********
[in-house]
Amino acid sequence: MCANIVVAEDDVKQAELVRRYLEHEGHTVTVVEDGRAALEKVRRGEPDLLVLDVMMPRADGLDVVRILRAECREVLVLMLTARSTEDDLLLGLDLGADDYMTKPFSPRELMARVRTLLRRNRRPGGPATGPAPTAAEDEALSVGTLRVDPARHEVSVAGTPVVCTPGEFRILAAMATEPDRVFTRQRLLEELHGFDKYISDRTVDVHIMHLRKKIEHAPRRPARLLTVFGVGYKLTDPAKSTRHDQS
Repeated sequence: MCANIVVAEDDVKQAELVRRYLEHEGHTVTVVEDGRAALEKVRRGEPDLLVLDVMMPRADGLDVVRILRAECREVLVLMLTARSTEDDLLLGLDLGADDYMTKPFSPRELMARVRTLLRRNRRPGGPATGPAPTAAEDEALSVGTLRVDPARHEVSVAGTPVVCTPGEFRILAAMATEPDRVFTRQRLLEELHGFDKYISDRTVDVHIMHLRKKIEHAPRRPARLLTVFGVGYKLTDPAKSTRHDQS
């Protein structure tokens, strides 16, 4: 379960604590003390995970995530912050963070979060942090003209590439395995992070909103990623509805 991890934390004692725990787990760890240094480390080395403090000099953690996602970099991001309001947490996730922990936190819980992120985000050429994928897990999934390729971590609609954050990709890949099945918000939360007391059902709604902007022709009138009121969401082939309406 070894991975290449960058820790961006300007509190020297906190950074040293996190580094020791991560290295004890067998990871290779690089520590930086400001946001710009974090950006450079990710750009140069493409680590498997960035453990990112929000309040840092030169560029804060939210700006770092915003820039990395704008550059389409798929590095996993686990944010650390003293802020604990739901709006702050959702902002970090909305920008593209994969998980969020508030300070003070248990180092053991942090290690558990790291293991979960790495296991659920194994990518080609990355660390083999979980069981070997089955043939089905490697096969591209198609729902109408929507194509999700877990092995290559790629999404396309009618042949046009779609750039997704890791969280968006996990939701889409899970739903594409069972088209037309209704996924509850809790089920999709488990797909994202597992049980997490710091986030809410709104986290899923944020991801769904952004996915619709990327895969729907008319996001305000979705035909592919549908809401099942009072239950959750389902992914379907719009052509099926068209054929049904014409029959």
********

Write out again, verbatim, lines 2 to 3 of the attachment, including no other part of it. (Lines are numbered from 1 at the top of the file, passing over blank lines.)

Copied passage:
Amino acid sequence: MCANIVVAEDDVKQAELVRRYLEHEGHTVTVVEDGRAALEKVRRGEPDLLVLDVMMPRADGLDVVRILRAECREVLVLMLTARSTEDDLLLGLDLGADDYMTKPFSPRELMARVRTLLRRNRRPGGPATGPAPTAAEDEALSVGTLRVDPARHEVSVAGTPVVCTPGEFRILAAMATEPDRVFTRQRLLEELHGFDKYISDRTVDVHIMHLRKKIEHAPRRPARLLTVFGVGYKLTDPAKSTRHDQS
Repeated sequence: MCANIVVAEDDVKQAELVRRYLEHEGHTVTVVEDGRAALEKVRRGEPDLLVLDVMMPRADGLDVVRILRAECREVLVLMLTARSTEDDLLLGLDLGADDYMTKPFSPRELMARVRTLLRRNRRPGGPATGPAPTAAEDEALSVGTLRVDPARHEVSVAGTPVVCTPGEFRILAAMATEPDRVFTRQRLLEELHGFDKYISDRTVDVHIMHLRKKIEHAPRRPARLLTVFGVGYKLTDPAKSTRHDQS